Albion Monitor /News

Loophole Lets Corporations Tap Public Housing Fund

by Daniel Zoll

Governor Wilson part of little-known, three-member committee

(IPS) SAN FRANCISCO -- For 10 years, a loophole in federal law has allowed huge corporations to dip into a California fund intended primarily for affordable housing and take billions of dollars to finance private construction projects.

And their appetite for state handouts appears to be growing, as oil companies, nuclear power utilities and other private firms plan to apply for $6 billion in bond money this year, nearly four times the amount the state has available.

These corporations have been invited to dine in the public trough by the little-known, three-member California Debt Limit Allocation Committee (CDLAC) that includes Gov. Pete Wilson.

In 1994 alone, the committee gave more than $190 million financed by state-issued bonds to Chevron, Shell, and ARCO to finance environmental improvements required by federal law

Chaired by state treasurer Matt Fong, CDLAC currently is considering $298 million in corporate welfare applications from giants including Anheuser-Busch ($28 million), Chevron (25 million), Mobil ($53 million), and Shell ($120 million).

In 1994 alone, the committee gave more than $190 million financed by state-issued bonds to Chevron, (28 million), Shell ($125 million), and ARCO ($40 million) to finance environmental improvements required by federal law.

Over the past decade the committee has distributed more than $1.2 billion to PG&E, mostly for "solid waste disposal" at the power company's troubled Diablo Canyon Nuclear Power Plant.

CDLAC's largess has come under increased fire from low-income housing advocates and local housing agencies, who are calling for an end to corporate handouts.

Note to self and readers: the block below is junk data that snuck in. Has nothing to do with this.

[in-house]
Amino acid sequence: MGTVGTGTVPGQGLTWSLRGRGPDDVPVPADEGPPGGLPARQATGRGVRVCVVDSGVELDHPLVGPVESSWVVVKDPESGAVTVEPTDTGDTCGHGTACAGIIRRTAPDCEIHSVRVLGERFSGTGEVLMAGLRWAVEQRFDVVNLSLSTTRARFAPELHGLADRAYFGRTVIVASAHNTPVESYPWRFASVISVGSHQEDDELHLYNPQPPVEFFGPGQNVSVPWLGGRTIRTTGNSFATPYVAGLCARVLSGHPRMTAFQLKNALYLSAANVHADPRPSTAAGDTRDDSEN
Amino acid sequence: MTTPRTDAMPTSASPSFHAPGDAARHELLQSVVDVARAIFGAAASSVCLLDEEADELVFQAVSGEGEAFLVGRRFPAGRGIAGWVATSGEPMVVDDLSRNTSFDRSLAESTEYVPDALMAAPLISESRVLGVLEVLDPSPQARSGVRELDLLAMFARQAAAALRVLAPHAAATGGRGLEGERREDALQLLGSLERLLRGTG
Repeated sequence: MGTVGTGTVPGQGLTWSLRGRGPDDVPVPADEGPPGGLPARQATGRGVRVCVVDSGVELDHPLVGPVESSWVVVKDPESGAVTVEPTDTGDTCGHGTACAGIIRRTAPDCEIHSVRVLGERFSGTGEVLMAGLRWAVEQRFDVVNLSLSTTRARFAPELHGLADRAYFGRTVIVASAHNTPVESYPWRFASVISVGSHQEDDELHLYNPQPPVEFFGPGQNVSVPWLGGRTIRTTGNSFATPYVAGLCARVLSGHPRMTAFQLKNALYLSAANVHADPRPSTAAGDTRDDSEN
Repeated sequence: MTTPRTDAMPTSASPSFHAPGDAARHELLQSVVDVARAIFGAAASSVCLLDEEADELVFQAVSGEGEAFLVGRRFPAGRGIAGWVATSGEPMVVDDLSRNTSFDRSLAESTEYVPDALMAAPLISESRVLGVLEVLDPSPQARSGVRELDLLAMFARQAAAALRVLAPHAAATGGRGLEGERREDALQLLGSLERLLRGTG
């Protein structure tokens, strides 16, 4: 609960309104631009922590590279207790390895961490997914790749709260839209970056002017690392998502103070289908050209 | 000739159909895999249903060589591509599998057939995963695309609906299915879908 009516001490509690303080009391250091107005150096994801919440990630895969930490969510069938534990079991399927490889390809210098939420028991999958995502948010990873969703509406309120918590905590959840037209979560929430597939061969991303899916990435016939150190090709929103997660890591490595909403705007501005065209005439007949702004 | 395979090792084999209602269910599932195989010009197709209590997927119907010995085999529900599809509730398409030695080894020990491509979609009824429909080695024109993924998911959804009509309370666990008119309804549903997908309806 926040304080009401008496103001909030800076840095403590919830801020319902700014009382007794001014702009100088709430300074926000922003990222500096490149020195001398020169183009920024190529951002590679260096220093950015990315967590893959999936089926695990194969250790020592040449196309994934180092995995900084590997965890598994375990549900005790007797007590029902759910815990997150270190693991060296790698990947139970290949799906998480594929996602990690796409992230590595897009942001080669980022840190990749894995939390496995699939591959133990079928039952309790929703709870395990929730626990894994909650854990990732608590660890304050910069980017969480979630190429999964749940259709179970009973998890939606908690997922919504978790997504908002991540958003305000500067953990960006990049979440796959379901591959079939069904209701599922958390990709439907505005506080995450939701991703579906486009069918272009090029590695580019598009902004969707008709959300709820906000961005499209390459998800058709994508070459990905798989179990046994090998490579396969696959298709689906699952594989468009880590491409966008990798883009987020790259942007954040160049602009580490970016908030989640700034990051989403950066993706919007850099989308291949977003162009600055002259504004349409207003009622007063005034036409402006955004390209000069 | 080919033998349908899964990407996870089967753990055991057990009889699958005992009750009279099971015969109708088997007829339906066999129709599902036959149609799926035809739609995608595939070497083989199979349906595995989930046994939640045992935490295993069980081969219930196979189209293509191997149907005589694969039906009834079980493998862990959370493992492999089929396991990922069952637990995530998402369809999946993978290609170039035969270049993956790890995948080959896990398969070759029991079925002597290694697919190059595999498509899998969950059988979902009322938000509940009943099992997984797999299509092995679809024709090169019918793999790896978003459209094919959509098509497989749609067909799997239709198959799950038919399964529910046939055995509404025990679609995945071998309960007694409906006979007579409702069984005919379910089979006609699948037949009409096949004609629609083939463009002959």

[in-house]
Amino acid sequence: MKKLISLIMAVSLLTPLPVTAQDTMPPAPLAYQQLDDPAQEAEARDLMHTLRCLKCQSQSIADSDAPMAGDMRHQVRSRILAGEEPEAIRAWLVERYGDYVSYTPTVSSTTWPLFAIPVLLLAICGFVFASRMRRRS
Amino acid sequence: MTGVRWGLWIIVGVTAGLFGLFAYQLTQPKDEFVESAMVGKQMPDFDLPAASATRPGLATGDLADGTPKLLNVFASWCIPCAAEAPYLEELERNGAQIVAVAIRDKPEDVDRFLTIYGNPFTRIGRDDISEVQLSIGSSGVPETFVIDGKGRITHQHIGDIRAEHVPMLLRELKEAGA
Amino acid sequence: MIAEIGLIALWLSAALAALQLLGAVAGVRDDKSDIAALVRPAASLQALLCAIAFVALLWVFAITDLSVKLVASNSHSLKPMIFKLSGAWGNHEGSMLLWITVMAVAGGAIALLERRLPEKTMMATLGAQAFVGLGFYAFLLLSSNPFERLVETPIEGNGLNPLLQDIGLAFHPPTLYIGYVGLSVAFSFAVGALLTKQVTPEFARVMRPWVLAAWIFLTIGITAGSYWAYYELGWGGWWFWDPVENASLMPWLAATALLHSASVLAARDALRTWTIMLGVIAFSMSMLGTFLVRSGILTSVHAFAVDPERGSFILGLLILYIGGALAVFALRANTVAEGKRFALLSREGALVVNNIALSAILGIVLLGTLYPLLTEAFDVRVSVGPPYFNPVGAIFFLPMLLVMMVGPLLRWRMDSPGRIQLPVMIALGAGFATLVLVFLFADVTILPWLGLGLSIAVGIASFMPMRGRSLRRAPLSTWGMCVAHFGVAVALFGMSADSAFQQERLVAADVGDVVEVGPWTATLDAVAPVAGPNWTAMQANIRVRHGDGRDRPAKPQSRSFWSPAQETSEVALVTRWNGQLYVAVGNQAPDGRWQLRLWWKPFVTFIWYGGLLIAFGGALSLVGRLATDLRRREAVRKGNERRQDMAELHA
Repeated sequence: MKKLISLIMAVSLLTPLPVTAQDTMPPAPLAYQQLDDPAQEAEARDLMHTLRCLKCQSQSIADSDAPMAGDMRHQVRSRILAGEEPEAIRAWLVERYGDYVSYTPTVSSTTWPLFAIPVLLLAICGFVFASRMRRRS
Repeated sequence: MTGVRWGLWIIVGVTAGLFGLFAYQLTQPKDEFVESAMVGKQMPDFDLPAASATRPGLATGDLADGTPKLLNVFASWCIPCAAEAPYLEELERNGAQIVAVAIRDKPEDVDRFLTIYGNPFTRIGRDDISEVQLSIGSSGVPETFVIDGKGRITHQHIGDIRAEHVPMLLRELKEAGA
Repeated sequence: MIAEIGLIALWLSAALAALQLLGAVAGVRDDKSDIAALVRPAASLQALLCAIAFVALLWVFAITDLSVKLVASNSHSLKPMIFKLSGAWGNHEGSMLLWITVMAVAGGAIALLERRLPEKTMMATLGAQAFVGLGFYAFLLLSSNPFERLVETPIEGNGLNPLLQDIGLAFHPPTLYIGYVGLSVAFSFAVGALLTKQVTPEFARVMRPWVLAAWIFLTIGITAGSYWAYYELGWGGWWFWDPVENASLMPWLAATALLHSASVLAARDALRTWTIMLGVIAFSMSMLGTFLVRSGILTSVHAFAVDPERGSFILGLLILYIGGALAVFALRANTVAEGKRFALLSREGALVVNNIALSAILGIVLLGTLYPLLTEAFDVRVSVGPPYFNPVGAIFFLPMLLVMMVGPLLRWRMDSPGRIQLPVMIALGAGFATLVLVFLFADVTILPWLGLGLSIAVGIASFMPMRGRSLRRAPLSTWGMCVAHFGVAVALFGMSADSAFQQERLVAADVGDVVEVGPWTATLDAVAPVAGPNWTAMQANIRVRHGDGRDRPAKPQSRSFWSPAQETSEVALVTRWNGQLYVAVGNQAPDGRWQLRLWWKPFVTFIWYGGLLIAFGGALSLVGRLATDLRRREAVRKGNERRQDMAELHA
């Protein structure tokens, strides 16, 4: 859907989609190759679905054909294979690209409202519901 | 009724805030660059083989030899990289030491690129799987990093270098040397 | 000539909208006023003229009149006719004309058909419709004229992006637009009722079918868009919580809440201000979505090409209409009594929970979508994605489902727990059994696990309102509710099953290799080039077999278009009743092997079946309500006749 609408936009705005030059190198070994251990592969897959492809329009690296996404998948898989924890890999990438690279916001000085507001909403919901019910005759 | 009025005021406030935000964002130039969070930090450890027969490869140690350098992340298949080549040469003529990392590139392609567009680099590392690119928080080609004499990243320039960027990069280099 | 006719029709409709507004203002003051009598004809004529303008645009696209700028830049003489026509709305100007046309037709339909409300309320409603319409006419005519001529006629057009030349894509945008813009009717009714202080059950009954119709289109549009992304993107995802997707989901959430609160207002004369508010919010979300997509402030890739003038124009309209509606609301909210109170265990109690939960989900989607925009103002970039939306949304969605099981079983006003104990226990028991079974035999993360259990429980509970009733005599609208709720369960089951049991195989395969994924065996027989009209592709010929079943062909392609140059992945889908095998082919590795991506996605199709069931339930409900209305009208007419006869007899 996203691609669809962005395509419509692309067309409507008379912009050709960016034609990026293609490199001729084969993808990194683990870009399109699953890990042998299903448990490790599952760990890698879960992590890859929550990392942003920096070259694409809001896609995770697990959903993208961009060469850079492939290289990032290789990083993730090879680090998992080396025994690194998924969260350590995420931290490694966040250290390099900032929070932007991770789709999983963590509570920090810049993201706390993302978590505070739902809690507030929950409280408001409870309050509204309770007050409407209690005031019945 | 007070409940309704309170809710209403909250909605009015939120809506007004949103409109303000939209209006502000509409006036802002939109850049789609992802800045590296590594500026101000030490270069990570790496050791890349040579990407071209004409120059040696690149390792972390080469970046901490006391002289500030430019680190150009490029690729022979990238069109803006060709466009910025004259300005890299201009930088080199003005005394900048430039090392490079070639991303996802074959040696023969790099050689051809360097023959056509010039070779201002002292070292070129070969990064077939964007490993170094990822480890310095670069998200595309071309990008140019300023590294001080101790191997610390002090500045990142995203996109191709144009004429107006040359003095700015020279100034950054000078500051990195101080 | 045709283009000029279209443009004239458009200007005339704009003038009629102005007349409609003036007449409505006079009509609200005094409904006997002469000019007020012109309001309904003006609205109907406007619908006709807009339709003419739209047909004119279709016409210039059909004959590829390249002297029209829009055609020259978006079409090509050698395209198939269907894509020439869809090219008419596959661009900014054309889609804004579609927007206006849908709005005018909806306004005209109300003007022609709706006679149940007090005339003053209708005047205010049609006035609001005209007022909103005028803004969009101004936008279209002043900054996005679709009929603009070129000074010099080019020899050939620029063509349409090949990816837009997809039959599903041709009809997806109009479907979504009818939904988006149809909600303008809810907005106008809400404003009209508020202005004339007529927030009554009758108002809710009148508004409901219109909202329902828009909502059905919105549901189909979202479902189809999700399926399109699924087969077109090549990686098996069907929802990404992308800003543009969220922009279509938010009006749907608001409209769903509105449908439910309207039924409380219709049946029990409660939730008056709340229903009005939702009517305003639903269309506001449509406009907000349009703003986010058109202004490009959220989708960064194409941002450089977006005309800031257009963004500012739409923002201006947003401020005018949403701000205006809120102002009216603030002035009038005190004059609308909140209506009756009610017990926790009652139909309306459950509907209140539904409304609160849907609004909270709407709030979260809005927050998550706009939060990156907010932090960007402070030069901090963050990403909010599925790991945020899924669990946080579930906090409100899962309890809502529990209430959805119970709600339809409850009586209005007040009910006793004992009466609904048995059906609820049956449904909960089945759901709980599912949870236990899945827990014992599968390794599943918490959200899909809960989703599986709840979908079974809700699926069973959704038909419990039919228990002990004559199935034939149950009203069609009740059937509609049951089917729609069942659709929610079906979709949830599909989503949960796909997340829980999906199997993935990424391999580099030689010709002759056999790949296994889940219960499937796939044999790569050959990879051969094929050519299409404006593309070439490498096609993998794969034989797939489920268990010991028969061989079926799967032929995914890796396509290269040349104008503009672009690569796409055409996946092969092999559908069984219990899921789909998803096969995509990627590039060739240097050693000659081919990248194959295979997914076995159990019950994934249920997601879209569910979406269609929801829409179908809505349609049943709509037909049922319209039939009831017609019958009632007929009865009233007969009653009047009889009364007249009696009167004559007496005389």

"All these PG&E and oil-company subsidies obviously have nothing to do with housing for low-income Californians," said Kristin Hofso of San Francisco-based nonprofit Gage Institute, which monitors CDLAC.

Under the federal Tax Reform Act of 1986, each state is authorized to issue a limited amount of "private activity" bonds up to $50 per resident annually. This year California's total will amount to about $1.6 billion.

The tax-free bonds can be used for private purposes as long as applicants can demonstrate a substantial benefit to the public. Although primarily intended to finance affordable housing, the money can also be used for student loans, small industrial development, and certain, narrowly defined environmental projects.

For big businesses it can be a huge windfall: the tax-free status lets them borrow money far below commercial rates.

When the state Legislature set up CDLAC it declared that "a substantial public benefit is served by promoting housing for lower-income families and individuals."

Nothing in the law calls for taxpayer financing of breweries or oil refineries. But corporate lawyers found a loophole that allows major corporations to qualify for bond money if they use it to finance "pollution-control" facilities.

Since the committee was set up in 1986, state records show, it has provided more than $3.2 billion for such projects, mostly to the state's three major investor-owned utilities.